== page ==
Perhaps you have dreamed about owning a piece of property, building your dream home and living happily ever after. What many don’t consider is that buying raw land can be challenging and should be approached with great diligence and caution.
Unlike a home for sale, raw land may appear innocent. In most cases – large defects are readily apparent in a home. Mold, structural problems, cracks and leaks stand out and can easily be found by a qualified home inspector. In a land purchase, your problems are harder to find and usually more severe. Some questions one should ask when buying raw land.
Do I have guaranteed access to the property?
Often times a piece of land can be “Landlocked” or legal access may not be present on the parcel. Even if there appears to be a road leading to the property it may not be considered legal access documented with an easement.
Are there easements across the property benefiting other parcels?
Sometimes a previous owner may have granted access across the parcel for the benefit of another parcel. It’s helpful to know where these are as not to interfere with your future plans of building. Easements are almost always permanent (although there are ways to remove them, but that’s a different story.) I’ve found easements as old as 50-100 years that have been passed down from deed to deed.
Are there any Restrictions?
Your local title company can provide you with CC&R’s on a property upon request. If you are working with a Realtor, they should be able to assist you. CC&R’s will define any restrictions on the property. They typically have minimum home sizes, mobile home restrictions, or architectural requirements. It’s imperative to know what you can and cannot do on the property before you purchase.
Do I know where the property boundaries are?
Many times you can negotiate to have the Seller pay for a property survey. It’s not recommended that a purchase of any raw land be made without a full survey which at the very minimum, defines the corners or the shape of the property, this type of survey typically includes defining midpoints and recording at the local courthouse.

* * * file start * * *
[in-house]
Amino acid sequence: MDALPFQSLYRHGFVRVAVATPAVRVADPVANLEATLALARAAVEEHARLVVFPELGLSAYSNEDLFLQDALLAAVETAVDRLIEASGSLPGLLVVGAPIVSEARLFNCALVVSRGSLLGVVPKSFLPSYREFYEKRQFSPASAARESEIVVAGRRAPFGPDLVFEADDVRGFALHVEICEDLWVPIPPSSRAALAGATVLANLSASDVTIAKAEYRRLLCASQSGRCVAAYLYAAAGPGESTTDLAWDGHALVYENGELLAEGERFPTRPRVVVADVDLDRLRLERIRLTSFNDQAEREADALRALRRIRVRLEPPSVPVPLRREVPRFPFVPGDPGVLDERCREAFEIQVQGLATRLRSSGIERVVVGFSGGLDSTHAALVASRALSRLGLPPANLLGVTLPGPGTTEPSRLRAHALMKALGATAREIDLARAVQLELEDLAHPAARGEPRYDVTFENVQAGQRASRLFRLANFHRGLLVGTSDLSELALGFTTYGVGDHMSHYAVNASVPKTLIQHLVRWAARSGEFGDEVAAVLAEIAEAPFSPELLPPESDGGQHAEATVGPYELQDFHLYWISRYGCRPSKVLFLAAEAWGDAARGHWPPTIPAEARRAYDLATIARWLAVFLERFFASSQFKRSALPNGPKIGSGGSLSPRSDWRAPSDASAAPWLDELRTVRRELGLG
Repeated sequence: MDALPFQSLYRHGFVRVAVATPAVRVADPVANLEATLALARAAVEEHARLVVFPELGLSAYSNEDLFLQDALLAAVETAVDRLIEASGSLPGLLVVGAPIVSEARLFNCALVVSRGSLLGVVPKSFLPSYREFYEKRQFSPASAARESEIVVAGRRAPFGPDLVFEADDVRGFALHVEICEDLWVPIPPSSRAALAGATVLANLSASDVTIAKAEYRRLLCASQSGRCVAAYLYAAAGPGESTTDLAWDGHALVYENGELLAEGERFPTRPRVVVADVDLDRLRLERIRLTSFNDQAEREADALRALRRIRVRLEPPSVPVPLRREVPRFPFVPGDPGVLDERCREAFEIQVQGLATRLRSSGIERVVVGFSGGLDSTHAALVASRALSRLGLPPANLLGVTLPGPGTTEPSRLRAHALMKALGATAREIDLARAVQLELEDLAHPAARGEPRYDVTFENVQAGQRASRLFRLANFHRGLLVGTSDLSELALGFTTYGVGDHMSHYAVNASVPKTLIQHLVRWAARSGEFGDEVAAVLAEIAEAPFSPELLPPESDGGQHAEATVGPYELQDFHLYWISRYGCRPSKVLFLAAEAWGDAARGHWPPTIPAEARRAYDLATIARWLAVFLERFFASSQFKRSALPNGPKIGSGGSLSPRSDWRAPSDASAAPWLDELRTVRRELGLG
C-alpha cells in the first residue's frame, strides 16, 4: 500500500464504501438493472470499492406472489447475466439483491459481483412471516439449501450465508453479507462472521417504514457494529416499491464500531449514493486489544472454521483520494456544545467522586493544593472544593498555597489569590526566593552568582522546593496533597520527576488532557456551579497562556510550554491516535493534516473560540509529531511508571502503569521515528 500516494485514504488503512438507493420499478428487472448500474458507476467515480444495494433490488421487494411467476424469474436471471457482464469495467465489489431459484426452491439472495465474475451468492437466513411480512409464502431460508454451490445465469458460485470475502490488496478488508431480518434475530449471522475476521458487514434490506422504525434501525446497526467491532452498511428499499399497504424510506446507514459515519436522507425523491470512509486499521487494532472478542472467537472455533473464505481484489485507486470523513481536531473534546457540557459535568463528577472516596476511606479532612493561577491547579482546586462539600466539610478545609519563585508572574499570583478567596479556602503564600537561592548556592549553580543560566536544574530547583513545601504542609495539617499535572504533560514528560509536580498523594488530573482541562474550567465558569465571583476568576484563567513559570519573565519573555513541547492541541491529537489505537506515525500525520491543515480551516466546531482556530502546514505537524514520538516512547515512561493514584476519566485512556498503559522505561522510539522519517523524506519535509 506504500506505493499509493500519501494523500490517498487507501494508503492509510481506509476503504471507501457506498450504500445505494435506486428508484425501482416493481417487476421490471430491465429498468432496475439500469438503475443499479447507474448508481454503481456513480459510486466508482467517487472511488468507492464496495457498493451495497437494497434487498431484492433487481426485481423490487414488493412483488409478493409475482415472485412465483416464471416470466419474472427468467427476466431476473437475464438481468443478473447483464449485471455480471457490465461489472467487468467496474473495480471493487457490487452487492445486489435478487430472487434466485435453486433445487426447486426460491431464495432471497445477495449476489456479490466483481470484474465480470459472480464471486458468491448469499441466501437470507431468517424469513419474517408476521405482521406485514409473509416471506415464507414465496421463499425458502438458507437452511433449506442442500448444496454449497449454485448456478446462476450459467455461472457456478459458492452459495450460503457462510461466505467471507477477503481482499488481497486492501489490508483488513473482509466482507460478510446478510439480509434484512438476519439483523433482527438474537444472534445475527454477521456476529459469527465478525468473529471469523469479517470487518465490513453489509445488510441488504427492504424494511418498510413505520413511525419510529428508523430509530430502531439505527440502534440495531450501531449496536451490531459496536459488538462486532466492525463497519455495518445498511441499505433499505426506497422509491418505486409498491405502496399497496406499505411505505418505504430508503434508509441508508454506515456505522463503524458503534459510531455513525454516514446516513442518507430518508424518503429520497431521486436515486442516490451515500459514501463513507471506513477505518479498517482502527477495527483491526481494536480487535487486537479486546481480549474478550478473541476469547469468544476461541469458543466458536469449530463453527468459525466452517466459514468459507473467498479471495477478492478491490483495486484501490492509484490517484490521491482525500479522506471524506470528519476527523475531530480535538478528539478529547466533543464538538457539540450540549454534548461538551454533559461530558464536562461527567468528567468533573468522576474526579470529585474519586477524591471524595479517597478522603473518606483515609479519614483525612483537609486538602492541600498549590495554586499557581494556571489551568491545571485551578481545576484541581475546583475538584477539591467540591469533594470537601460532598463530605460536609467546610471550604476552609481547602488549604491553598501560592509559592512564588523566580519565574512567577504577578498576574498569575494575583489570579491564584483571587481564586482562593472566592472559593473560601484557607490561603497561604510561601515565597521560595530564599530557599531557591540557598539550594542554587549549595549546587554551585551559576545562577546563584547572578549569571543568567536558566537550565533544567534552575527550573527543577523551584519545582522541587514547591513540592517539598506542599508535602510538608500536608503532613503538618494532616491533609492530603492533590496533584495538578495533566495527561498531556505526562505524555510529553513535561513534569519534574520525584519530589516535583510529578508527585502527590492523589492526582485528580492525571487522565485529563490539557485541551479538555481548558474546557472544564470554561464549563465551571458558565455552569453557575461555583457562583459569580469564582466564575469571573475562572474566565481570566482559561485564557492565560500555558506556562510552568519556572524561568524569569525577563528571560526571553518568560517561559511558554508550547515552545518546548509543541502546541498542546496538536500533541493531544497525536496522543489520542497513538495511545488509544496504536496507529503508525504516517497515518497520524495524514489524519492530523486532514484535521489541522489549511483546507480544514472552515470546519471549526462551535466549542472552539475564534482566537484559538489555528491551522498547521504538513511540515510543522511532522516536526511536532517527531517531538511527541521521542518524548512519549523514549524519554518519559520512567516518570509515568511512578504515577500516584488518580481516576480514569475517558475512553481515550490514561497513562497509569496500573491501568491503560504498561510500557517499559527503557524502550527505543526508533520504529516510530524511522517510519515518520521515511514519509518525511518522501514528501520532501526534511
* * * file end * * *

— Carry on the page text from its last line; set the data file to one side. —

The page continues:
Can I get a building permit?
Call your local permitting office, explain that you are trying to purchase some raw land (they’ll probably need a parcel number or some way to identify the parcel), ask what is required on the parcel to obtain a building permit and note your findings. In some areas there are minimum sizes, road conditions or road frontage requirements needed to obtain a building permit, nothing is more frustrating than buying a property and finding out you can’t build on it.
What about utilities?
Find out where the nearest utilities are. Bringing in utilities can range from thousands to tens of thousands of dollars depending on the distance required to move them. If the property is in a location that is not serviced by city sewer and requires a septic system, it may helpful to obtain an engineers report on the land to determine the size and expense of the system you may be required to install.
As you can see there are a myriad of considerations when buying raw land. If one is diligent and careful a great purchase can be made, but if you are not, you could end up owning something that’s very difficult to use or develop and will ultimately be difficult to other buyers who are more diligent.
The best way to achieve success in buying raw land is to work with a Realtor or Land Specialist who is familiar with the area and legal processes of purchasing land in your area.